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Lecker! WEEKEND | P.18 MARCH 19, 2010 VOLUME 18, NO. 11 INSIDE: MOVIES | PAGE 21 650.964.6300 Fiber-mania sweeps nation CITIES GO TO GREAT LENGTHS TO WIN GOOGLE’S ‘FIBER FOR COMMUNITIES’ PROJECT — MOUNTAIN VIEW CAMPAIGN MORE LOW-KEY By Daniel DeBolt T he mayor of Duluth jumped into a freezing lake. Topeka renamed itself “Google, Kansas.” And in Palo Alto on Monday, city staffers and residents leapfrogged and jived in front of City Hall to the tune of “YMCA” by the Village People. Cities across the country are staging publicity stunts to attract Google’s attention, hoping to be selected for the company’s live experiment with ultra-fast broadband. Will Google’s home town be able to compete? “I think we’ll be equally attractive whether I jump into the water Council lukewarm to giving up Shoreline funds By Daniel DeBolt W hen it comes to giving up Shoreline Community funds to local schools, some City Council members are more open to the idea than others. As reported last week in the Voice, Mountain View Whisman School District officials would like to negotiate a larger slice of property tax revenues from Shoreline-area companies like Google. Those property taxes are almost entirely funneled by the city into the “Shoreline Community,” a tax district which regularly runs multi-million dollar See SHORELINE, page 10 INSIDE or not,” said Mountain View Mayor Ronit Bryant. Instead of stunts, Mountain View leaders are calling on residents to write in and nominate their city for the experiment. “We plan to test ultra-high speed broadband networks in one or more trial locations across the country,” Google’s “Fiber for Communities” Web page states. “Our networks will deliver Internet speeds more than 100 times faster than what most Americans have access to today, over 1 gigabit per second, fiber-to-the-home connections. We’ll offer service at a competitive price to at least 50,000 and potentially up to 500,000 people.” On that same page, located at, residents can voice their support for Mountain View by clicking on the “Get Involved” button and filling out a form. The point of the endeavor, Google says, is to jumpstart efforts to provide ultra-fast broadband everywhere by providing a test bed for the technology and exploring the numerous yet-to-be-discovered uses for it. To that end, Silicon Valley and Mountain View has an advantage: “They know the techsavvy kind of population we have,” Bryant said. Palo Alto, Cupertino and Sunnyvale are among the nearby cities in the race. Despite the competition — Mountain View is up against towns across the country with populations between 50,000 and 500,000 — the city has not gone to outlandish lengths to publicize its interest. There is an announcement on its Web site at www., and a Facebook page at fiberformountainview. See FIBER, page 16 MICHELLE LE READY FOR THE RUN: Ellen Clark instructs student Andres Schrier on where to pin up a flag of Zimbabwe prior to a volunteer recruitment speech she gave to Saint Francis High School runners. Clark is seeking help for the 11th Annual Run for Zimbabwe Orphans and Fair, coming up next Sunday. See story, page 7. Sticky budget scenario for MV Whisman DISTRICT’S FORUMS MAKE CLEAR THAT TROUBLE STILL LIES AHEAD By Kelsey Mesher W ith little hope for more support from Sacramento, state educators at all levels of instruction are again planning for a school year under severe budget constraints. Locally, the Mountain View Whisman School District is no different, grappling with a budget that district administrators say is $6 million less than it should be and, even worse, is continually vulnerable to more cuts from the state because of the way it’s funded. It’s a message being delivered over and over this month — 10 times in all — at budget forums presented by the district’s chief financial officer, Craig Goldman. Mountain View Whisman offi- GOINGS ON 22 | MARKETPLACE 23 | REAL ESTATE 25 | VIEWPOINT 17 cially became a “basic aid” district last summer, which means it is funded largely by local property taxes along with some supplemental funding by the state. Regardless of student enrollment, basic aid districts must operate with the same amount of funding. Goldman says such districts typically are thought of as affluent, because the revenues generated by property taxes exceed a “guaranteed” amount designated by the state. But with California $20 billion in debt, he said, the state has lowered that guaranteed amount. And some basic aid districts — like Mountain View Whisman, which serves high numbers of low-income students and therefore receives greater amounts of supplemental state funding — are the most vulnerable to state take-backs, he said. While local revenues generated from property taxes, parcel taxes or similar income sources are safe from state cuts, Goldman said, it is the state revenues, which include so-called categorical funds, that are vulnerable. These funds help pay for things like class size reduction, textbooks and programming for low-income students and English language learners. The result is a particular squeeze which comes from just barely qualifying for basic aid. (Last year, the Mountain View Whisman’s property taxes exceeded the state’s nearly $5,400-per-student threshold by See MV WHISMAN, page 13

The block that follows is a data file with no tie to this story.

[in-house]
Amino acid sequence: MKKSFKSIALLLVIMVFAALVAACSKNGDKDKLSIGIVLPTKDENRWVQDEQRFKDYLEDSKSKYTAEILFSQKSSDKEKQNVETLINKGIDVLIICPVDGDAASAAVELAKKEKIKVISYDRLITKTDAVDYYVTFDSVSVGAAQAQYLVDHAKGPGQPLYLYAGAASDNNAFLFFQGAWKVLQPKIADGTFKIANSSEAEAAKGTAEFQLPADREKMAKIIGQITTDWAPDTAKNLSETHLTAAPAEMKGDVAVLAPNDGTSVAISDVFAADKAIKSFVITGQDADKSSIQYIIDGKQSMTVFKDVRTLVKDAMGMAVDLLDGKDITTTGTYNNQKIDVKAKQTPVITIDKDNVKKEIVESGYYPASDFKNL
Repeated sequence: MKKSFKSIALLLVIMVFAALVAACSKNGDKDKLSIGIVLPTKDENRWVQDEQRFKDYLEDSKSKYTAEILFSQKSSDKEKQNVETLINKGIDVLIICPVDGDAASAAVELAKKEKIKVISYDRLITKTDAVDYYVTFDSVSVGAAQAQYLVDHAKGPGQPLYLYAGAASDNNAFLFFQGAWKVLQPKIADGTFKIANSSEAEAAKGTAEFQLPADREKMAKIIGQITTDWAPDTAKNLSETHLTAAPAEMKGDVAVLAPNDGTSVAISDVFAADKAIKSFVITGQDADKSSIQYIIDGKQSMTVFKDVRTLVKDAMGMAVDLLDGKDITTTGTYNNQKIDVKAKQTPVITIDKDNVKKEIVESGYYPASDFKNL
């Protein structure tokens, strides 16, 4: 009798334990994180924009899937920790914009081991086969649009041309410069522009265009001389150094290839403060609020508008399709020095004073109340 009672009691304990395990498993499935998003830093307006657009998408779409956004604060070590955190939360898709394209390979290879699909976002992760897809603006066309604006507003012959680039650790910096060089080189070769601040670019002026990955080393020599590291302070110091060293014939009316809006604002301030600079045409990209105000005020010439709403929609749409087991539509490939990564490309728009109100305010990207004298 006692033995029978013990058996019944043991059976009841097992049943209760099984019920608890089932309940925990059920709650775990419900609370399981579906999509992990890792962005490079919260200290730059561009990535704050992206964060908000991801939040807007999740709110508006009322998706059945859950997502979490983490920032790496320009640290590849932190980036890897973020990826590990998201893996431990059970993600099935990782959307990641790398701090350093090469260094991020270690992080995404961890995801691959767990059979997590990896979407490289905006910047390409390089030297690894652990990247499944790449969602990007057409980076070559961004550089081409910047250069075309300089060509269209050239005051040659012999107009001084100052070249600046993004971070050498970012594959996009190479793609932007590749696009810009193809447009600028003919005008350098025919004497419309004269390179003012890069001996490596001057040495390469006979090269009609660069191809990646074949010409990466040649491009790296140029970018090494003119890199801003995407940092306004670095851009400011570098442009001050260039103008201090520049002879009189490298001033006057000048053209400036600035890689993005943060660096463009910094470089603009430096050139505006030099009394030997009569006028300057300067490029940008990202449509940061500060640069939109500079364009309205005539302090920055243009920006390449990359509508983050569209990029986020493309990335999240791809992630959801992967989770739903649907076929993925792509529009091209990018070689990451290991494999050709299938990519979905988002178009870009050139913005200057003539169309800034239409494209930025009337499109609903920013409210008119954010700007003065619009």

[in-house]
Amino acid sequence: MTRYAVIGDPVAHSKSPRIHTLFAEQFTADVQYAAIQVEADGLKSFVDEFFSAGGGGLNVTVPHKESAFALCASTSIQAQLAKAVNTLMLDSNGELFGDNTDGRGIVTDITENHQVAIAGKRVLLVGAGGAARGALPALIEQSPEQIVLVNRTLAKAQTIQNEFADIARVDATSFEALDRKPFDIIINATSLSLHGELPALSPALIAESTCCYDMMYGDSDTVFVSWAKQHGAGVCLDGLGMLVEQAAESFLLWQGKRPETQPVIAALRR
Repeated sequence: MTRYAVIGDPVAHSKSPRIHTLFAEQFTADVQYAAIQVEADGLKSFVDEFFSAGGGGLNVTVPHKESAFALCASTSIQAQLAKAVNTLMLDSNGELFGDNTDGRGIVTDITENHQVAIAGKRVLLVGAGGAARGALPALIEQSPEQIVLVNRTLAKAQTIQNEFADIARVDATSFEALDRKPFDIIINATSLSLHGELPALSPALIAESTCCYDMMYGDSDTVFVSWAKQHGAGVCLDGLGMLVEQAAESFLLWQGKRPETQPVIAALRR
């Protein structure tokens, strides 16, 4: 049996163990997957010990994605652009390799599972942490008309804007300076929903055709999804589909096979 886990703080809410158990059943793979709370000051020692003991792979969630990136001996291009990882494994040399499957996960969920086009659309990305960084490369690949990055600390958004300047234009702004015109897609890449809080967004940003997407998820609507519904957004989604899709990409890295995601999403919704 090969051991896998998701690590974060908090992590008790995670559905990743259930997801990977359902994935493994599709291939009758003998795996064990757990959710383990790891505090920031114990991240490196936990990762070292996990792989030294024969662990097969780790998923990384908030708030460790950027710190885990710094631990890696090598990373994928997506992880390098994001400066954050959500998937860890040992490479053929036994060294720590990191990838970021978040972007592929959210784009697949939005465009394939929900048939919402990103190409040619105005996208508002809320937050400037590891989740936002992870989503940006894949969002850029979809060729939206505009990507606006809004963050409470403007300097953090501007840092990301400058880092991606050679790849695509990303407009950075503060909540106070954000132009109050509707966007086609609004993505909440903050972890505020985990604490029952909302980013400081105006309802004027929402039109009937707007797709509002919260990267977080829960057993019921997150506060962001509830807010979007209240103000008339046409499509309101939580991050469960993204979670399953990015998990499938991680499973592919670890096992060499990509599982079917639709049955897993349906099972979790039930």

Mountain View Voice 03.19.2010 - Section 1

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